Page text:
Becca Anderson (author of The Book of Awesome Women Writers) speaks of sheroism and Washington Post owner- Katherine Graham.
Although Katherine Graham was not a politician, she wielded enormous power in the political arena as owner of the Washington Post, still one of the most important and respected newspapers in the world today. Born Katherine Meyer, she was the daughter of Eugene Meyer, a brilliant French Jew who moved to America and attended Yale, made a fortune in banking and on the stock exchange, and retired a multimillionaire before he was thirty years old!
Katherine’s childhood is a classic silver spoon story, raised by domestic help while her parents maintained the lifestyle of the glittery successes they were. A staunch Republican, Eugene Meyer took on a second career as a public servant and served as an independent thinker, swung to the opposite pole on the left, and earned a degree in journalism. After a brief stint in San Francisco reporting for the now defunct News, Katherine accepted an offer of $29 a week to go and work for the paper Eugene Meyer had bought five years before—the Washington Post.
Katherine fell in love with the publisher of the Post, Philip Graham, and after they wed, they bought the paper from her father for a million dollars. Philip was brilliant and bipolar. He was keenly interested in building a publishing empire, and soon they added the magazine Newsweek to their holdings. Philip also dabbled in the high stakes game of politics and became involved in the very inner circles of power on Capitol Hill, convincing the young John Fitzgerald Kennedy to go with Lyndon Johnson from Texas as his running mate for the presidency. Then, in 1963, he committed suicide after a manic depressive episode. Katherine became a widow and responsible for both Newsweek and the Post in one day.
Katherine battled her shyness and rose to the occasion, becoming the publisher of the Post. Diving in feet first, she saw that the Post had been drifting along listlessly. It needed, Katherine believed, a charismatic editor to become a first-rate example of journalistic excellence. She found him in Ben Bradlee, a hard charging investigative reporter whom she quickly named managing editor.
In 1971, the Post received worldwide attention when President Richard Nixon slapped a restraining order on the paper for the publishing of the Pentagon Papers, revealing the United States government’s involvement in the political machinery of Southeast Asia. Graham refused to back down and later emerged the victor in the skirmish when the Supreme Court decided in the Post’s favor.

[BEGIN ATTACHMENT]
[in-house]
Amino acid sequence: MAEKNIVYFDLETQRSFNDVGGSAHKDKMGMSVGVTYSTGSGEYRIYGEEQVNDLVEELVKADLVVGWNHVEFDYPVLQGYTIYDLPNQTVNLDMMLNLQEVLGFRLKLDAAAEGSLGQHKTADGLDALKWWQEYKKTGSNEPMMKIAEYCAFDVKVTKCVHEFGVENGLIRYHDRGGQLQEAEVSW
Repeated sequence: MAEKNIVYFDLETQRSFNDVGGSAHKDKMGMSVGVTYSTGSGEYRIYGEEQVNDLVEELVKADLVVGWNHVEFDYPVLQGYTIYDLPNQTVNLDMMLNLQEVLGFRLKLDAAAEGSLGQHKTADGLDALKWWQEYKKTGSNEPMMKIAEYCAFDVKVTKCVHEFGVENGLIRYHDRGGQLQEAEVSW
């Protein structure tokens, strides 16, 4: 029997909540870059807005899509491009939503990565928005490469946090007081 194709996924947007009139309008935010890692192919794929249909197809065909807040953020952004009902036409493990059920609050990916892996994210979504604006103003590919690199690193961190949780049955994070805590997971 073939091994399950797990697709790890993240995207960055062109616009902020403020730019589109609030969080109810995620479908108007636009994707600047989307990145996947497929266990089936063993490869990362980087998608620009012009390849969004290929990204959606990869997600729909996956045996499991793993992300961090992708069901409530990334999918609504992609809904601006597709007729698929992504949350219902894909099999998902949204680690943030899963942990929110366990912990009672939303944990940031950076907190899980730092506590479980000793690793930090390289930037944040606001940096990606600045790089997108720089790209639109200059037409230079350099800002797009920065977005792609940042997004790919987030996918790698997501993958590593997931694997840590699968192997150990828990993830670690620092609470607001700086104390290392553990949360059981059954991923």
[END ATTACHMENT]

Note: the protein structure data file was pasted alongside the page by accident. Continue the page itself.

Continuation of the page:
One year later, the Post took the spotlight again for breaking the story of the Watergate scandal. Graham financed the Watergate investigation and stood firmly behind her editor and reporters against the White House’s retaliatory measures. Her sheroism in the face of enormous pressure from friends and political players to back off from Watergate was simply astounding. She remained steadfast while the Post’s stock plummeted and so-called friends disappeared rather than be associated with the woman who challenged Richard Nixon and, ultimately, brought him and his house of cards down. When she retired in 1991, she was one of only two women heads of Fortune 500 companies.
This excerpt is from The Book of Awesome Women by Becca Anderson, which is available now through Amazon and Mango Media.
The Book of awesome women writers
Medieval Mystics, Pioneering Poets, Fierce Feminists and First Ladies of Literature (Feminist Book, Gift for Women, Gift for Writers)
This one-of-a-kind tome takes a tour with Sylvia Beach and other booksellers as well as librarians, editors, writers, bibliophiles, and celebrated book clubs. Join women’s studies scholar Anders as she takes you on a ribald ride through the pages of history. Chapter titles include “Prolific Pens” (including Joyce Carol Oates, author of over 100 books), “Mystics, Memoirists and Madwomen”, “Salons and Neosalons”, “Ink in Their Veins” (literary dynasties), and the titillating “Banned, Blacklisted, and Arrested.”